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The poet Dylan Thomas wrote,
A good poem helps to change the shape and significance of the universe, helps to extend everyone's knowledge of himself and the world around him.
While John Updike is mainly a novelist and no match for Dylan Thomas, his poem certainly accomplishes the goal of shaping the universe of Flick Webb, an "ex-basketball player." The imagery of Flick hovering over the "idiot pumps" suggests that the former star of the basketball team was once like a celebrity among the common folk. These "idiot pumps" also represent the opposing team of five other players who would be on the court with the star player; no competition for Flick, their efforts against him would be futile as they have "rubber elbows" that hang uselessly and "low."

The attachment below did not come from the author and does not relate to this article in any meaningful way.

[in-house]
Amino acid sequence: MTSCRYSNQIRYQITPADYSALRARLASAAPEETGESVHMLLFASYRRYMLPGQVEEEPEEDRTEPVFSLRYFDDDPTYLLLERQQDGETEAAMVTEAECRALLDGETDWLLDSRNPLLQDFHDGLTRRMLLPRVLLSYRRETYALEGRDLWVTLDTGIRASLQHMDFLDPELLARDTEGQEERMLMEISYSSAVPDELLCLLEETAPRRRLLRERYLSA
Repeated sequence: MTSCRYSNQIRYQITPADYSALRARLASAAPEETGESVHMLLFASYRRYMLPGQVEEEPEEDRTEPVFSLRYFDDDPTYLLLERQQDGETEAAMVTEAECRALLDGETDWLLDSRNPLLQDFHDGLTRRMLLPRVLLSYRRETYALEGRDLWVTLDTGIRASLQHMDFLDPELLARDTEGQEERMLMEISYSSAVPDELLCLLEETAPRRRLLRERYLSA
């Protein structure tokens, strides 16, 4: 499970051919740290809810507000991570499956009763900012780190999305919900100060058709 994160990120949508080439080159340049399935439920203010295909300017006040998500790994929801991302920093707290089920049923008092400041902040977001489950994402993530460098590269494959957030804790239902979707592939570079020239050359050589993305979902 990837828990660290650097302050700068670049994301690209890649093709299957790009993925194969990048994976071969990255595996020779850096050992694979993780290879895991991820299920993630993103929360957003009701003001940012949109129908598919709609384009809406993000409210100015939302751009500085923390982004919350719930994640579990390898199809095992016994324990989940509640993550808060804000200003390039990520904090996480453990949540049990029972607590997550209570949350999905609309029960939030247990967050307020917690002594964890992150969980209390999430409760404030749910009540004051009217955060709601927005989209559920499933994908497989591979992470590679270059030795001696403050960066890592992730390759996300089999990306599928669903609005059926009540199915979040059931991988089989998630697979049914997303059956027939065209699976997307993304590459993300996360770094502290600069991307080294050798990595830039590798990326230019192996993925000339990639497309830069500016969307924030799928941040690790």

In the next stanza Updike writes of Flick's former glory when he "bucketed" 390 points for the year, a county record. "bucketed" means he scored, but it also connotes the expert shooting of Flick into the "bucket" made by the basketball hoop and net.
The description of Flick as a superior basketball player in high school is, then, in sharp contrast to what he has now become, a "has-been." For, he "never learned a trade" and spends his days changing flat tires and pumping gas. And the only admiring crowd he has are the "bright applauding tiers/Of Necco wafer, Nibs, and Juju Beads"--packaged candy.
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